Demons, Golems, and Dybbuks: Monsters of the Jewish Imagination

The series will be facilitated by Murray Baumgarten and held at the Watsonville Public Library, 275 Main Street, Suite 100

The dates and books to be discussed are as follows:

Wednesday, September 24, 5:30 - 7:00 p.m.
Satan in Goray, Isaac Bashevis Singer

Wednesday, October 15, 5:30 - 7:00 p.m.
The Dybbuk and Other Writings, S. Ansky

Wednesday, October 29, 5:30 - 7:00 p.m.
The Metamorphosis, Franz Kafka

Wednesday, November 12, 5:30 - 7:00 p.m.
The Puttermesser Papers, Cynthia Ozick

Wednesday, December 10, 5:30 - 7:00 p.m.
Angels in America, Tony Kushner

Our Jewish Literature: Identity and Imagination discussion program Web page is now available. Please go to:
http://www.watsonvillelibrary.org/services/ltai.shtml

Wednesday, July 16, 2008

"Time for Peace" concert

Saturday, August 16, 7:30 PM, at Temple Beth El

Coming to Santa Cruz after their sold out concert at the
Skirball Cultural Museum in LA, internationally acclaimed
musicians Yair Dalal, Dror Sinai, Naser Musa, and Souhail
Kaspar
, will be here for one night only.

The two Israeli and two Palestinian musicians weave together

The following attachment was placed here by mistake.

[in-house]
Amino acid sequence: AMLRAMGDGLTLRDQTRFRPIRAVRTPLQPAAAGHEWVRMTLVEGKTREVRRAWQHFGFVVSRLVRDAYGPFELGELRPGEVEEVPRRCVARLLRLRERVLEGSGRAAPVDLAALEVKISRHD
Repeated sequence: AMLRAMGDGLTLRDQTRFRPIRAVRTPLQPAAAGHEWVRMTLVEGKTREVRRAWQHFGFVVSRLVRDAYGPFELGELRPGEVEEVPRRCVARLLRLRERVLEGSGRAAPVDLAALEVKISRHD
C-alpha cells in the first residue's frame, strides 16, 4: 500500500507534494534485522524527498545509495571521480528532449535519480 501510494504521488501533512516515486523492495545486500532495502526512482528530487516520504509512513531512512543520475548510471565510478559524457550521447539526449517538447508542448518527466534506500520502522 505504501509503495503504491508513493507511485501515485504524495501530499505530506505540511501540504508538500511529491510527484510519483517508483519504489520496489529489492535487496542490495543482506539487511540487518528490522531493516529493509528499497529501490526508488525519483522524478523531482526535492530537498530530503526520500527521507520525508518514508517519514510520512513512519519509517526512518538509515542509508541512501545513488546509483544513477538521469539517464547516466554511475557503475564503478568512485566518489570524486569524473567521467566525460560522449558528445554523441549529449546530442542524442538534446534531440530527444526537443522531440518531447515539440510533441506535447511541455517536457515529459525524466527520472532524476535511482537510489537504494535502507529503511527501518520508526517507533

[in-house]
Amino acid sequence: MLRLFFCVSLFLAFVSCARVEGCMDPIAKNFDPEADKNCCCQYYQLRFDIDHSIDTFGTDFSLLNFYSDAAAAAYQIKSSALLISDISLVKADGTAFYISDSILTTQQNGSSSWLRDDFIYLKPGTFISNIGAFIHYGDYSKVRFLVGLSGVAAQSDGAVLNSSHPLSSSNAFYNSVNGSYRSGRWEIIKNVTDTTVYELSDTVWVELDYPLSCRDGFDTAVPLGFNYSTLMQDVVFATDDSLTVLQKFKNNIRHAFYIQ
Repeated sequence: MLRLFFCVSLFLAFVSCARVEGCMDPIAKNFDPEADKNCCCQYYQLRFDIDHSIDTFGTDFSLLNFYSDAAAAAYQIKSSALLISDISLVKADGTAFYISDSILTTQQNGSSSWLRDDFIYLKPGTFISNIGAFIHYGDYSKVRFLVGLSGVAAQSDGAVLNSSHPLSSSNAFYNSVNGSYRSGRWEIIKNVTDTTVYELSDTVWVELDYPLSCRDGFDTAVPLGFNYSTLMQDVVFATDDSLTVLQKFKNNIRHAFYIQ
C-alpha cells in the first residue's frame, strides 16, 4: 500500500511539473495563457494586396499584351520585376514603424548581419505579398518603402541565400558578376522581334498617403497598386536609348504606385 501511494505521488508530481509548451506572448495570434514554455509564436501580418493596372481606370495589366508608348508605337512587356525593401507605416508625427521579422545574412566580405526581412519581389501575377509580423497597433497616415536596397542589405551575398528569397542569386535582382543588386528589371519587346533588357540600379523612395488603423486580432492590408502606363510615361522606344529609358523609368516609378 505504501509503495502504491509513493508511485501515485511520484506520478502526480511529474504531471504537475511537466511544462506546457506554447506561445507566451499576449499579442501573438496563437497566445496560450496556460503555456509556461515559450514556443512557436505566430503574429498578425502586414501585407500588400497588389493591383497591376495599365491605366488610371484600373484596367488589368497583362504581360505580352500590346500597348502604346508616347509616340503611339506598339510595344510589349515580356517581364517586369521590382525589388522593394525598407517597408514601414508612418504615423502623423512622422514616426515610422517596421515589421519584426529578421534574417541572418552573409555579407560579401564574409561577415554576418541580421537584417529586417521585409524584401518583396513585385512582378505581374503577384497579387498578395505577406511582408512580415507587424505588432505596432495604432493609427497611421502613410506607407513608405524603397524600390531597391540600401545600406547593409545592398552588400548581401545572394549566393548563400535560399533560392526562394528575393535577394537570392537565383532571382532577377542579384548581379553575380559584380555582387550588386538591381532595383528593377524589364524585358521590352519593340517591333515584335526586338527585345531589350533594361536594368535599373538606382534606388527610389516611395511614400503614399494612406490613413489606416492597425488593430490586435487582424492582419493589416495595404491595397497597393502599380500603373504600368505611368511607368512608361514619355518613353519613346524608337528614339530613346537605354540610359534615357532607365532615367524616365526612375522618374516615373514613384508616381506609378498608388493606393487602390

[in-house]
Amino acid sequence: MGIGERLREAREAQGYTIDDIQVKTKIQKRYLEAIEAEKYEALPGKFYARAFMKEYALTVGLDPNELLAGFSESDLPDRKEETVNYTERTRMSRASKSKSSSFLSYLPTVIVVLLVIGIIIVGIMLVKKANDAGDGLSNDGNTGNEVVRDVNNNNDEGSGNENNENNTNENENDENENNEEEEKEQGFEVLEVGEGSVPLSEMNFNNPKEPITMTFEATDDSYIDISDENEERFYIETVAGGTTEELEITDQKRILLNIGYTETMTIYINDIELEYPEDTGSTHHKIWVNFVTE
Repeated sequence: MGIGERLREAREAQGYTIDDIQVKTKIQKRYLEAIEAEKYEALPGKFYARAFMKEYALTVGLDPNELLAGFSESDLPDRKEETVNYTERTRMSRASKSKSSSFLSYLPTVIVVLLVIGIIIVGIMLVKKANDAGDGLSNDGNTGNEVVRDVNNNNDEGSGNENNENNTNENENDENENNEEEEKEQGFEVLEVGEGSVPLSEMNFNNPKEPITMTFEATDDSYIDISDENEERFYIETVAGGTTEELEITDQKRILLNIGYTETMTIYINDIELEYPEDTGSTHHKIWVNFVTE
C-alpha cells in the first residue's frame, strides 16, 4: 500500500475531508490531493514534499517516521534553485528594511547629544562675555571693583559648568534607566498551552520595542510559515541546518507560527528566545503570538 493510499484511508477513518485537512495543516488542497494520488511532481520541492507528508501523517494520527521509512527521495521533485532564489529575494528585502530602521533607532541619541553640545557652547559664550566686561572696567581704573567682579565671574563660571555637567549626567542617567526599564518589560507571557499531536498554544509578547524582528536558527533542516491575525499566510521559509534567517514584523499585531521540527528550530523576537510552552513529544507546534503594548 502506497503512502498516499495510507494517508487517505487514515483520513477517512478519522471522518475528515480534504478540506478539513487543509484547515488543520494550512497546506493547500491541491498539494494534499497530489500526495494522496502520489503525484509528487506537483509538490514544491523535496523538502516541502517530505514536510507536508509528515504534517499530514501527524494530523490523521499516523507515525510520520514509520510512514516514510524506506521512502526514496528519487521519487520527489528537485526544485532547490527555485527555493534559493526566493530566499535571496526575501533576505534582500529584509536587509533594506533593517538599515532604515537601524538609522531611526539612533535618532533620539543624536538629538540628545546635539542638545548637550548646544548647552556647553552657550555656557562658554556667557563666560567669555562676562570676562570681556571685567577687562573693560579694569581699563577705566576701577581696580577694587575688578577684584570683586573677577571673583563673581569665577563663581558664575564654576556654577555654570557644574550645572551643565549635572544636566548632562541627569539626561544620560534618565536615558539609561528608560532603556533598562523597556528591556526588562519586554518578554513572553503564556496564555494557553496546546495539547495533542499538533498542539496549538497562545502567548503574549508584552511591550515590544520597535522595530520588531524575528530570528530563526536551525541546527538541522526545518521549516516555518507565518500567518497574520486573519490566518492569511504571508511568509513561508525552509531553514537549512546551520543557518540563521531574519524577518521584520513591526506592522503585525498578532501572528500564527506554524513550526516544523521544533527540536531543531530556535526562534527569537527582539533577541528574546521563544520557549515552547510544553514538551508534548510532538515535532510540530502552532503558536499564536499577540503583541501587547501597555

a deep, beautiful journey of music for peace.

Tickets are $15, cash or check only and can be purchased at:

Rhythm Fusion, 1541-C Pacific Avenue, in downtown Santa Cruz
Temple Beth El, 479-3444; or at the door the evening of the concert.

Bring the whole family for this exceptional musical experience!

SF Jewish Film Festival opens next week!

There are some amazing Israeli films this year that are a must see! Some of our favorites are listed below, but for a full list of award-winning films, check out
http://sfjff.org/festival_2008/.

This year, the Festival runs from July 24 to August 11, and will be screening films in San Francisco, Berkeley, Palo Alto, and San Rafael.

Tuesday, May 6, 2008

Israel @ 60 events

WIZO's Dance Party for Adults
Concert and live music with Hapittot local Israeli rock band
Wednesday, May 7, 8:00 pm

Israel @ 60 Educational Symposium. Arts, Diversity, Conflict
The Jewish Community Relations Council presents a day of learning dedicated to educating the community about multiple aspects of life in Israel. Keynote lectures by Alan Kaufman and Steven Spiegel.
Thursday, May 8, 10:00 am-6:30 pm, JCC, 3200 California Street, San Francisco

Israel Independence Day Celebration
Featuring Israeli Singer/Songwriter Miki Gavrielov

Featuring Israeli singer Miki Gavrielov, children's activities and dancing.
Thursday, May 8, 5:00-9:00 pm (concert starts at 7:00 pm) Temple Beth Jacob, Redwood City

Israel Fest: 2008
A light Israeli dinner and dance to the beat of Israeli music; Jeremy Shafer's interactive show for children; the award-winning documentary Exodus 1947.